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A Few Musings about Technology in the Church

This morning, our newspaper ran a front page article about a church that “goes high tech.” A very successful church, but I don’t think this pastor comes across very well. Maybe he was unfairly represented, but he did say, “When we started doing all that [online] stuff, some of the older people [said], ‘I don’t know how to use the World Wide Web,’ . . . We’re like, ‘For the five or six really old people, we’ll print it out for you.’ ”

That makes me cringe.

A relatively famous friend of my father’s just recently responded to an email he had sent . . . over two years ago! In said response, she lamented, I should have been born in the middle ages, when letters arrived on horseback and never more than two a year. Then maybe I could keep up.

Sounds like Wendell Berry’s famous (or infamous) essay about why he’ll never buy a computer. After its publication, he had a chance to respond to his critics and subsequently wrote that, due to the backlash against him, “I can only conclude that I have scratched the skin of a technological fundamentalism that, like other fundamentalisms, wishes to monopolize a whole society and, therefore, cannot tolerate the smallest difference of opinion.”

Yes, dear reader, I am aware of the irony that you and I are reading this challenge on a computer.

Furthermore, I frequently use the computer and a Smart Phone email to communicate because of their relative ease. This is important; I’m not knocking it . . . perhaps the deep question is our attitude towards technology, rather than our immediate use of it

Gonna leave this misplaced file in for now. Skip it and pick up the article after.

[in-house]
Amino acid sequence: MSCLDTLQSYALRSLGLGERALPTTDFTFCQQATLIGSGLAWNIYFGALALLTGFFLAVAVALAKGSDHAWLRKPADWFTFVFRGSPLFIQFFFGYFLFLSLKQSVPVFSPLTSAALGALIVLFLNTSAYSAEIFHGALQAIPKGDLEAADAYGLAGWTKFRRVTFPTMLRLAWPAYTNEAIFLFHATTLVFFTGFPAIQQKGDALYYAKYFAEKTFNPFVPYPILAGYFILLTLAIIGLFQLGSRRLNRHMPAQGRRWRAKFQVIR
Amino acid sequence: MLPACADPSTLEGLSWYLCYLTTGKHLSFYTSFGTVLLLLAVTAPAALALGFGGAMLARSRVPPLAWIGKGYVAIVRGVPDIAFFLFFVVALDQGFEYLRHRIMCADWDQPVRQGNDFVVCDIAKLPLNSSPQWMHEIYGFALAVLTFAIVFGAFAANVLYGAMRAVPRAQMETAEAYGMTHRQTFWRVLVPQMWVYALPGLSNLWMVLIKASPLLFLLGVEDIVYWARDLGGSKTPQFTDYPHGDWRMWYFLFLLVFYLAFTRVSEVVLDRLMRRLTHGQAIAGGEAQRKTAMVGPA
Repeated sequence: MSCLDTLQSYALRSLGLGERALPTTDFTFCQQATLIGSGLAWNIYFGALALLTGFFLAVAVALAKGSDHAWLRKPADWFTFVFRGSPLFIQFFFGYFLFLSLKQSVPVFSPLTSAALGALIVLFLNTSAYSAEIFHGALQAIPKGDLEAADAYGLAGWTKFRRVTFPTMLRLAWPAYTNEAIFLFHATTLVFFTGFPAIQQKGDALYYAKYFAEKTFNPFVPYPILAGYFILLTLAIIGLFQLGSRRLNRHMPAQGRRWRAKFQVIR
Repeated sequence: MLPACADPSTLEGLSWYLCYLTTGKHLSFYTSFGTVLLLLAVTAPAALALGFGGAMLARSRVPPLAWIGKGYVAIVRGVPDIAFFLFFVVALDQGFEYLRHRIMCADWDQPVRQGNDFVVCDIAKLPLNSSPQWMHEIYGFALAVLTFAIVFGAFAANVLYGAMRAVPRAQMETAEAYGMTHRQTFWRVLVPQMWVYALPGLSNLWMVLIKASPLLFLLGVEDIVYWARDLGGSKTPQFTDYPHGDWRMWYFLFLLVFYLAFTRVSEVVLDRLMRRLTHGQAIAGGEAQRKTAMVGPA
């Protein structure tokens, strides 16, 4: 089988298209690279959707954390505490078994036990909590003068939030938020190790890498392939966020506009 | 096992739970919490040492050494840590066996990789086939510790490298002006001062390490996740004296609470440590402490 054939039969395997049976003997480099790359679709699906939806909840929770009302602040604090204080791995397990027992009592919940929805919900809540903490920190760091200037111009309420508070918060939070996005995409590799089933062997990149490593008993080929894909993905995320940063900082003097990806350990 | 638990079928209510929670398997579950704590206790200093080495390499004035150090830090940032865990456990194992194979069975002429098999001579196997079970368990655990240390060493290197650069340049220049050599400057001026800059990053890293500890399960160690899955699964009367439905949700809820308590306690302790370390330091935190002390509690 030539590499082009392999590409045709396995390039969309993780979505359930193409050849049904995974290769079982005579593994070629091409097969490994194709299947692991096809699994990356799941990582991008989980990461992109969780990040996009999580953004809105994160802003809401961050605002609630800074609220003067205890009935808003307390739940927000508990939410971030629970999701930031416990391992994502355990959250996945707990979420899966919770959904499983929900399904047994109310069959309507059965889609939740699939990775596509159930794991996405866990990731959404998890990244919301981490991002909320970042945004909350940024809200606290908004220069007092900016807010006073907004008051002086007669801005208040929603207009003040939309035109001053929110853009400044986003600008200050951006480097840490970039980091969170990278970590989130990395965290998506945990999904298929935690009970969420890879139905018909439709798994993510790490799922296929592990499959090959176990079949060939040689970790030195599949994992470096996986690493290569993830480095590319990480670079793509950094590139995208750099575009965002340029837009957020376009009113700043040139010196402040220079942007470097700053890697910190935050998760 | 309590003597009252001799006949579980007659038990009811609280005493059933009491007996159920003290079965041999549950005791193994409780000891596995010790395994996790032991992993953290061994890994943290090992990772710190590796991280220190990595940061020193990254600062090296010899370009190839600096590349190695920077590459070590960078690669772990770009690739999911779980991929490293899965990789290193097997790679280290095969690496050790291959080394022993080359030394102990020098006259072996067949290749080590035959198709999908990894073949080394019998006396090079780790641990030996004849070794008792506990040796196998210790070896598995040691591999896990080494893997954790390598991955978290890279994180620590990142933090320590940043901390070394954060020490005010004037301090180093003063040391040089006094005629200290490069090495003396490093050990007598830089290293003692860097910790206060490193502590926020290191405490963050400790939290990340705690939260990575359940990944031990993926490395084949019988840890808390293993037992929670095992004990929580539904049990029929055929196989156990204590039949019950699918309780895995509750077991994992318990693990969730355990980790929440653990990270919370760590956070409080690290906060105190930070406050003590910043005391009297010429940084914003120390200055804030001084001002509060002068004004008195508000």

At a recent conference about social networking in the church, a dear friend and respected colleague, after listening to positive aspects of new technology and carefully considered warnings, stood up: “Are we making people feel less than if they do not have access to these technologies?”

I’m not suggesting that we hearken back to the Middle Ages. Clearly, our situation is much more complicated. We’re never going back.

But let us try to remember that, with the steep learning curve, not everyone is able to or – for that matter – wants to keep up. And so, regardless of the medium, let this be a call to making every word count. Because every person counts.

About Andrew Taylor-Troutman

I am a pastor and a preacher, a writer, a husband and a father. My professional and personal lives are deeply involved with story-telling: stories that are silly and poignant or profound and commonplace. Stories that are tear-jerkers and belly-shakers. Stories about my son, Sam, and the congregation I serve, New Dublin Presbyterian Church. Each in its own way, these personal narratives shed light on the great story that God is writing with humankind and all of creation.

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